Its tone has less in common with the genre-defining Strange Case of Dr. Jekyll and Mr. Hyde as it does with Machinal, the modernist play by playwright and journalist Sophie Treadwell. Machinal — based on the true story of Ruth Snyder, who was executed for the murder of her husband in 1928 — is a masterpiece of Expressionist theatre, and its legacy is visible in The Bird’s Nest‘s opening pages as Elizabeth, like Machinal‘s anonymous protagonist, feels trapped in the large machine of her life, drifting, listless, through a life without meaning or emotion.
Machinal‘s protagonist breaks from her entrapment by having an affair and murdering her husband, but Elizabeth’s is much more complicated — and with larger psychological stakes. To ease her own madness, and to obtain freedom from the control of Dr. Wright and Aunt Morgen, she must somehow combine the four personalities inside of her mind to become a new person. It is an understanding that Elizabeth exhibits, with trepidation, to her aunt in the book’s climax:
“He said, the doctor, that when I was cured it would be all of us, Betsy and Beth and all, were all back together. He said I was one of them. Not myself, just one more of them. He said he was going to put us all back together into one person.”
“So?” Should Elizabeth be speaking of this, concerning herself over it? Evan haltingly, clumsily as she spoke, should she be allowed to continue? “Why not wait and see what happens?” Morgen suggested, inspired.
“Look.” Elizabeth turned and looked at her. “I’m just one of them, one part. I think and I feel and I talk and I walk and I look at things and I hear things and I eat and I take baths —”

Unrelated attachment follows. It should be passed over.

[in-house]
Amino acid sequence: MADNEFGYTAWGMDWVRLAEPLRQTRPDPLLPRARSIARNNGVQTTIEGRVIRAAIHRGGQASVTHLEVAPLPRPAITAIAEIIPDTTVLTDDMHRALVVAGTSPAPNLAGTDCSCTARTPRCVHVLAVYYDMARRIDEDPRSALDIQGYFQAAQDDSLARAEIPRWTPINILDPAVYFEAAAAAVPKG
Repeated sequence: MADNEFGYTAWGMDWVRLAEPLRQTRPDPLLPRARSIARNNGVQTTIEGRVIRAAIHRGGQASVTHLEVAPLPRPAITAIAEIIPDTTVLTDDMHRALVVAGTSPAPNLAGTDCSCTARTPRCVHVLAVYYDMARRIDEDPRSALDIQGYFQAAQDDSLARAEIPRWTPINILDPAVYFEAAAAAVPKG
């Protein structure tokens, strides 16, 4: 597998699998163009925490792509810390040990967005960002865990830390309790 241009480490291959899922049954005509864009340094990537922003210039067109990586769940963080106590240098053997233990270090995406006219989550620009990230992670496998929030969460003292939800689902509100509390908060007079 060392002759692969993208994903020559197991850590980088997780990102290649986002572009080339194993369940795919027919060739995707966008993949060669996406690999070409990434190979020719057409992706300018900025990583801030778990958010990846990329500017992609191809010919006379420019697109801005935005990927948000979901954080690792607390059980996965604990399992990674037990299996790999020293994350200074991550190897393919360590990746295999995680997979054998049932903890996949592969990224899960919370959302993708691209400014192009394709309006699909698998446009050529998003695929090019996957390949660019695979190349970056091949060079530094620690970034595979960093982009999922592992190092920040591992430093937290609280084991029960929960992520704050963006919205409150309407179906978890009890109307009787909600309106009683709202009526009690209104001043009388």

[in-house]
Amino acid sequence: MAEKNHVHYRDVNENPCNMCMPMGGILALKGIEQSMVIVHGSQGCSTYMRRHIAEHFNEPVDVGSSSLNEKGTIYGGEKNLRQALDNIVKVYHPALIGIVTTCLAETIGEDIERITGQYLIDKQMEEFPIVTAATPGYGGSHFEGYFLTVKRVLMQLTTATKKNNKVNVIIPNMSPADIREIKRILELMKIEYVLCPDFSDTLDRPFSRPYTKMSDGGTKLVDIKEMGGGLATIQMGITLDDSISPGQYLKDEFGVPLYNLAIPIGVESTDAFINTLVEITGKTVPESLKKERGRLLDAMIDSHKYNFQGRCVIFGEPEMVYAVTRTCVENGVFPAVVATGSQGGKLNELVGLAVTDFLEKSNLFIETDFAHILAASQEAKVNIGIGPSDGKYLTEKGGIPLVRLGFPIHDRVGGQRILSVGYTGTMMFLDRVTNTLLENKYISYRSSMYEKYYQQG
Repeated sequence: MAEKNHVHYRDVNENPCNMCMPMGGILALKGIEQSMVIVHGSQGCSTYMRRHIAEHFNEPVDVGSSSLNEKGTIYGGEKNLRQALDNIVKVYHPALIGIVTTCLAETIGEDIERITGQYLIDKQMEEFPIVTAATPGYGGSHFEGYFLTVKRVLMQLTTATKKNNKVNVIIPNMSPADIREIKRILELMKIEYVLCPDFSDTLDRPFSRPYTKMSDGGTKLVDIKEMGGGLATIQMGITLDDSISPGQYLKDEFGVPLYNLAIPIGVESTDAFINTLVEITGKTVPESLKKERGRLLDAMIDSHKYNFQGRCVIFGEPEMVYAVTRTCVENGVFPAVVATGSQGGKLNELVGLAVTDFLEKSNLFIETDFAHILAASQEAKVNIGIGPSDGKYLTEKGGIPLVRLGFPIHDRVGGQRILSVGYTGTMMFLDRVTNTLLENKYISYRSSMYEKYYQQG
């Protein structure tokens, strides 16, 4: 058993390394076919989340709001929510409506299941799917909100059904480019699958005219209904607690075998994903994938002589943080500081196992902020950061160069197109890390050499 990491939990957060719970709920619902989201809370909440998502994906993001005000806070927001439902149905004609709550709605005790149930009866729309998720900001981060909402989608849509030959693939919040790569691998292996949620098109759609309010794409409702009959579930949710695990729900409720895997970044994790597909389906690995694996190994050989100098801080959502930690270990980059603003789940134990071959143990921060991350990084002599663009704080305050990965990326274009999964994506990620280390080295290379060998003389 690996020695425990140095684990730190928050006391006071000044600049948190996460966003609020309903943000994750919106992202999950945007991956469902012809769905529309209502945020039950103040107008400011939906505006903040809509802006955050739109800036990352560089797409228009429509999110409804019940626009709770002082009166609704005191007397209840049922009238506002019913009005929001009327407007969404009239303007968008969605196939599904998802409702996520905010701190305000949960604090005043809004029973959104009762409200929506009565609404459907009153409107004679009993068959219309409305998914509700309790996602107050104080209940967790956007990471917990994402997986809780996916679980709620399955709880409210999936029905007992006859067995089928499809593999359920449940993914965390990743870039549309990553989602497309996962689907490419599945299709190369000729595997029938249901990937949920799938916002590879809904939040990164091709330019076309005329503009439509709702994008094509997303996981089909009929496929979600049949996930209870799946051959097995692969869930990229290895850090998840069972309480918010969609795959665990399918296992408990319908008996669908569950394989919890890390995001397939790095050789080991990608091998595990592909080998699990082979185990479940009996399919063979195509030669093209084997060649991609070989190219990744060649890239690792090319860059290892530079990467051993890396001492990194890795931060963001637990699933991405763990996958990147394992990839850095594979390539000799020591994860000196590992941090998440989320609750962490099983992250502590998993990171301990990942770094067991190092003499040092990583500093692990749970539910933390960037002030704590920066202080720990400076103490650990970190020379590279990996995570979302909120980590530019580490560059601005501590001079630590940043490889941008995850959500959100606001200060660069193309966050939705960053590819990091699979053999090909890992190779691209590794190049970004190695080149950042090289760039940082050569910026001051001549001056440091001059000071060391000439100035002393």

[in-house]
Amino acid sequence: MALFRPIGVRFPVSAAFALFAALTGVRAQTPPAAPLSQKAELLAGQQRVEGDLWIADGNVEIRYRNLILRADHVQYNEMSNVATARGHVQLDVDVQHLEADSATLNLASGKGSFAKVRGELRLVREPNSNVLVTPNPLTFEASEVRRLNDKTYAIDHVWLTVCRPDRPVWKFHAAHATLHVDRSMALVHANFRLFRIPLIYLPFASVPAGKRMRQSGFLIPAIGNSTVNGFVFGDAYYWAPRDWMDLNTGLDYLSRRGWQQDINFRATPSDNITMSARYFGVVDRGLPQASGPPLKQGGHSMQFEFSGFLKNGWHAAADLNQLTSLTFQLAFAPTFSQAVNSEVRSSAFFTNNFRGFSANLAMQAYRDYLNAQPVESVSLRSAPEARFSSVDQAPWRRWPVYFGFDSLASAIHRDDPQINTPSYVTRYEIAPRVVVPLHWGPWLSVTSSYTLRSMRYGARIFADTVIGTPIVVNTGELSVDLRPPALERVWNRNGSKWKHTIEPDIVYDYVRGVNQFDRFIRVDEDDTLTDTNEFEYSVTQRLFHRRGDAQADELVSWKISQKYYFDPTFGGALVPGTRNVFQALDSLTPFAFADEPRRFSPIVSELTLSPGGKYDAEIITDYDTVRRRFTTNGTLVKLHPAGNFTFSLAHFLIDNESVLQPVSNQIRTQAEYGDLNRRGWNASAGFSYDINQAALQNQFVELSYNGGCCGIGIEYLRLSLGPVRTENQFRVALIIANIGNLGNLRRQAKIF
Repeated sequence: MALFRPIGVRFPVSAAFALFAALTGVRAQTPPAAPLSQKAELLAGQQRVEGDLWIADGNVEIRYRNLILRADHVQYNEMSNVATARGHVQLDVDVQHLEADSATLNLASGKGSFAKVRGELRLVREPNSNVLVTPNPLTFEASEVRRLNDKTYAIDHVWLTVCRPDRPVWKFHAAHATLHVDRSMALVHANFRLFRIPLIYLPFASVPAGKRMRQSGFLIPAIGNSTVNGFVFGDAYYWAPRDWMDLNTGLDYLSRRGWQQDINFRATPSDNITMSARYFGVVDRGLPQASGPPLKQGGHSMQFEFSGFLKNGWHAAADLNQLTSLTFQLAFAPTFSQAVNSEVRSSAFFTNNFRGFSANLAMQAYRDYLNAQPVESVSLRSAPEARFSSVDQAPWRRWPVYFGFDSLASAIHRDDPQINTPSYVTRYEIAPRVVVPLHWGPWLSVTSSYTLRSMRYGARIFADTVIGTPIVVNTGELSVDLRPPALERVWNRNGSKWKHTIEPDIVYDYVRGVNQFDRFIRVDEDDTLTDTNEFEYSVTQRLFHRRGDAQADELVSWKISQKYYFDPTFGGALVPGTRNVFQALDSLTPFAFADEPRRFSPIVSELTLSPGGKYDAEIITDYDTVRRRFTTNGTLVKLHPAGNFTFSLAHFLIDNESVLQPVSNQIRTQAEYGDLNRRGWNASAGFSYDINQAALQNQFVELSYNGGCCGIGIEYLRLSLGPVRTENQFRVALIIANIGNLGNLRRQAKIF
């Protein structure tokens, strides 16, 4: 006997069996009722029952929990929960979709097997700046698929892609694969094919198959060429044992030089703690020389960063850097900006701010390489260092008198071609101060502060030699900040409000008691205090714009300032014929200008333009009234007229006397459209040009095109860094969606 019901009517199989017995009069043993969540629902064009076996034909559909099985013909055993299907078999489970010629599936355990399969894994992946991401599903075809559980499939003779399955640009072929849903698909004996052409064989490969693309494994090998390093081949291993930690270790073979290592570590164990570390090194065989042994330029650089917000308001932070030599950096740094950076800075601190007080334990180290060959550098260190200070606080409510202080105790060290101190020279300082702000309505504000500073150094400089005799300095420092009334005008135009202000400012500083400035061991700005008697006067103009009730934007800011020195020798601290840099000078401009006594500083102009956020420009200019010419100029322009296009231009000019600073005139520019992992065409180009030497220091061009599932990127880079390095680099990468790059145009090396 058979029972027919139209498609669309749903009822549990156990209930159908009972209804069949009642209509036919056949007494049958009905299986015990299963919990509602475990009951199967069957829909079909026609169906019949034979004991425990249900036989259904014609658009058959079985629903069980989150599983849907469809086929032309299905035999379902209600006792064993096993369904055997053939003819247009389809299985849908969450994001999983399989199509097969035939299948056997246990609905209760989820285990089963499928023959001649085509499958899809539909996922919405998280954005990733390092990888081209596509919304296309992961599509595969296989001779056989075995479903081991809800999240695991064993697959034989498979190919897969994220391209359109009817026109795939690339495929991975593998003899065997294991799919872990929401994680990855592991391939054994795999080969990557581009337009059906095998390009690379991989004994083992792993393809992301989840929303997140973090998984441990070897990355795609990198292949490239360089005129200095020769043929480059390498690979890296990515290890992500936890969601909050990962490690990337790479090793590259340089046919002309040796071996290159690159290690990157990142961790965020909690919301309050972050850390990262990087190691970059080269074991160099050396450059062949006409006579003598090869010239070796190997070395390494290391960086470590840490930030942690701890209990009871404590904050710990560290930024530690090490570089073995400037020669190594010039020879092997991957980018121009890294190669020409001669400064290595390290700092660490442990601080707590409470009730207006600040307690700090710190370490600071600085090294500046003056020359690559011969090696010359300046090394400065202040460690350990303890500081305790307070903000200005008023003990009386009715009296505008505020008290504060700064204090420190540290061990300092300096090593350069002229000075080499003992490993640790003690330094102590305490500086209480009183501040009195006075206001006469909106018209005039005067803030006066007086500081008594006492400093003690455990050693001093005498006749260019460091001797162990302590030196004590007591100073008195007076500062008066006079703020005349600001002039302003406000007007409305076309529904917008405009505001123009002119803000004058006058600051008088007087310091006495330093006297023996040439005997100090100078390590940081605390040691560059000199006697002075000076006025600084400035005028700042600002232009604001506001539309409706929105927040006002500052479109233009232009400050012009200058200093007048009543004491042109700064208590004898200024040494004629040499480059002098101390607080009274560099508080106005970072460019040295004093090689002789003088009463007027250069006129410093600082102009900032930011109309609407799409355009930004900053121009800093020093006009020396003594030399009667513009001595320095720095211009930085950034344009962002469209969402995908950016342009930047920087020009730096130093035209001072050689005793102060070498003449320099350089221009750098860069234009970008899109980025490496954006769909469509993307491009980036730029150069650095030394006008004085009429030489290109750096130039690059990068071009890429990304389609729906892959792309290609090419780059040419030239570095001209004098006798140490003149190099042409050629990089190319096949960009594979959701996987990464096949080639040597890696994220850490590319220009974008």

“All right,” Morgen said. “Conceded that you do it all, what’s wrong with it? I do too.”
“But I do it all with my mind.” Elizabeth spoke very slowly, feeling her way. “What he’s going to have when he’s through is a new Elizabeth Richmond, with her mind. She will think and eat and hear and walk and take baths. Not me. I’ll maybe be a part of her, but I won’t know it — she will.”
Jackson directly links Elizabeth’s mental health with her personhood; Elizabeth feels that stability will change her identity entirely, and it’s beguiling that outside forces — Dr. Wright, Aunt Morgen, anyone else who is seemingly normal — are those taking control over Elizabeth’s personhood. The Bird’s Nest could be seen as an allegory for feminine identity in postwar America; the greater number of options for young women did not mean that they were in control over their own lives, and the many female identities manifest themselves in The Bird’s Nest as competing factions within Elizabeth’s mind. Despite the success of those stories that picked up fragments of Jackson’s work, The Bird’s Nest has left a powerful legacy that helped define the conventions of an oft-used narrative. It is a masterwork of psychological fiction, and one that deserves as much attention as Jackson’s more popular writings.